Supreme Court to decide Jean Mensa’s fate on Thursday
The Supreme Court has set February 11, to make a determination of whether or not the Electoral Commission Chairperson Jean Mensa should testify in the ongoing election petition hearing.
The seven member panel presided over by the Chief Justice Anin Yeboah made this known after proceedings on Tuesday.
The other panel members include Justices Yaw Apau, Samuel Kofi Marful-Sau, Professor Nii Ashie Kotey, Nene A. O. Amegatcher, Gertrude Torkonoo and Mariama Owusu.
This was after all three parties in the case made its submission known in respect of calling witnesses.
Counsel for the petitioner Tsatsu Tsikata
Mr Tsikata said in the context of fairness and justice the EC boss should testify.
According to him, the EC boss Jean Mensa who acted as the Returning Officer for the December 7 election is at the heart of the election petition case.
He further argued that once the first respondent (Electoral Commission) has indicated its readiness by filing a witness statement, it should call on its witness.
“By filing its witness statement the first respondent (Electoral Commission) has crossed the bridge as far as cross examination is concerned. That ship has already been crossed so she cannot back out now.
“In respect of an answer to our petition, she signed a statement of truth. All these affidavits she signed are before this court already. Undoubtedly, she knows the truth is what will make you free and instead of coming forward as a witness she said no,” Mr Tsikata said.
Refusing to testify, he said is an affront to justice and also not in accordance to the rules of the court.
In the interest of justice, he urged the court not to allow the respondent to adduce evidence.
Mr Tsikata also makes reference to an affidavit filed on January 22, this year, in response to the dismissed interrogatories review filed by the petitioner, urging the court to allow the EC Chairperson respond to 12 key questions it believed was important to their case.
“In the affidavit filed, the EC said the applicant does not suffer any injury at all to his right if the court dismisses the case as he still has the opportunity to ask questions if he so wishes during cross examination.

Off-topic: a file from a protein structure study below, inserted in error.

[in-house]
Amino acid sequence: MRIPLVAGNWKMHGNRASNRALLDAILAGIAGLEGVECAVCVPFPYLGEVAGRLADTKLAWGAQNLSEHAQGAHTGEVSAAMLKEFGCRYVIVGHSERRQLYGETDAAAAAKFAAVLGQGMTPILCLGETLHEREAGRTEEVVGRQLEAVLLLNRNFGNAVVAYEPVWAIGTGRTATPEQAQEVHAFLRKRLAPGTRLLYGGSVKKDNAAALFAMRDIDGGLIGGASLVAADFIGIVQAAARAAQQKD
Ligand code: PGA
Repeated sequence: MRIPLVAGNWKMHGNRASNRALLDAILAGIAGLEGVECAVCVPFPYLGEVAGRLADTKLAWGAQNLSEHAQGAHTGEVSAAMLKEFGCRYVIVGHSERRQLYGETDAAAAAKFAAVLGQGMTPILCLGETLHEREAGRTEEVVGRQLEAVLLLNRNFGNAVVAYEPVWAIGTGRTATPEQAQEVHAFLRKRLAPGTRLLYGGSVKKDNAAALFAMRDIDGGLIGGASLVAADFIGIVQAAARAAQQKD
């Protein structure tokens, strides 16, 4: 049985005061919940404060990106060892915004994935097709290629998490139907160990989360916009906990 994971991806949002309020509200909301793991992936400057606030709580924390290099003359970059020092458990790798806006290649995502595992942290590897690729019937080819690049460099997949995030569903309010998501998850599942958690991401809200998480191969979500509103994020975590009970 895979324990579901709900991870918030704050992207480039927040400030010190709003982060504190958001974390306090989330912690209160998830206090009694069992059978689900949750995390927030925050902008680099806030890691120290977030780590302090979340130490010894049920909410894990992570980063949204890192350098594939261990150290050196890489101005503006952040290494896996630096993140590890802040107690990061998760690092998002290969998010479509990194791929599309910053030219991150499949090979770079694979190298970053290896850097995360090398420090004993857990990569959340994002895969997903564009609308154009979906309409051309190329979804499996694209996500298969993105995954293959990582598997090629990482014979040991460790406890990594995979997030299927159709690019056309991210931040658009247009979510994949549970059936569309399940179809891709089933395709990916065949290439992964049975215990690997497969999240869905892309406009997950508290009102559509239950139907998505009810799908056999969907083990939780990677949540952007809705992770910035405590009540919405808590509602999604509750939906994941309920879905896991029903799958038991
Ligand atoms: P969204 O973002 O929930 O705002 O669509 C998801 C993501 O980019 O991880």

“Affidavit to the motion in response to the stay of proceedings filed — the EC again said the petitioner does not suffer any injury at all because the applicant will still get the opportunity to cross examine her,” Mr Tsikata read paragraphs of the EC’s affidavit to the court.
All these affidavit filed in response to the petitioner, Mr Tsikata said reassures the petitioner that the EC by all means intended to stand as a witness.
Counsel for first respondent Justin Amenuvor
Counsel for the first respondent Justin Amenuvor, who was first to announce that it has closed its case and in effect will not call any witnesses, maintained that the commission does not see it fit to prove its case further.
With reference to law, Mr Amenuvor pointed out that a court cannot direct a witness to testify. He believes it is the duty of the petitioner (John Mahama) to prove the matter before the court.
He urged the court not to engage itself in an arena of conflict but rather allow the parties themselves to chose its witnesses.
As it stands now, he added that there is no rule that directs the respondent (Electoral Commission) to testify.
Mr Amenuvor said the legal team for the petitioner should rather rejoice in the fact that it has proven its case with its three witnesses.
He concludes by making reference to the 2012/13 presidential election petition where Justice Adenyira held that the burden of proof lies in the bosom of the petitioner.
Counsel for the second respondent Akoto Ampaw
Adding his voice, Counsel for the second respondent Akoto Ampaw said the second respondent (Nana Akufo-Addo) does not need to prove anything.
He makes reference to the Joseph Aknu-Baffour and two others versus Lawrence Bourco’s case at the Supreme Court, where the court held that “a litigant who is a defendant does not need to prove anything, the plaintiff who took the matter is the one who must prove.”
He argued that it is only when the defendant (in this case President Akufo-Addo) desires a determination to be made in his favour that he calls a witness.
According to him, the petitioner by law cannot compel the respondent to enter the witness box.
Mr Ampaw also said that the petitioner (John Mahama) should be happy that the apex court will soon bring the petition hearing to a close.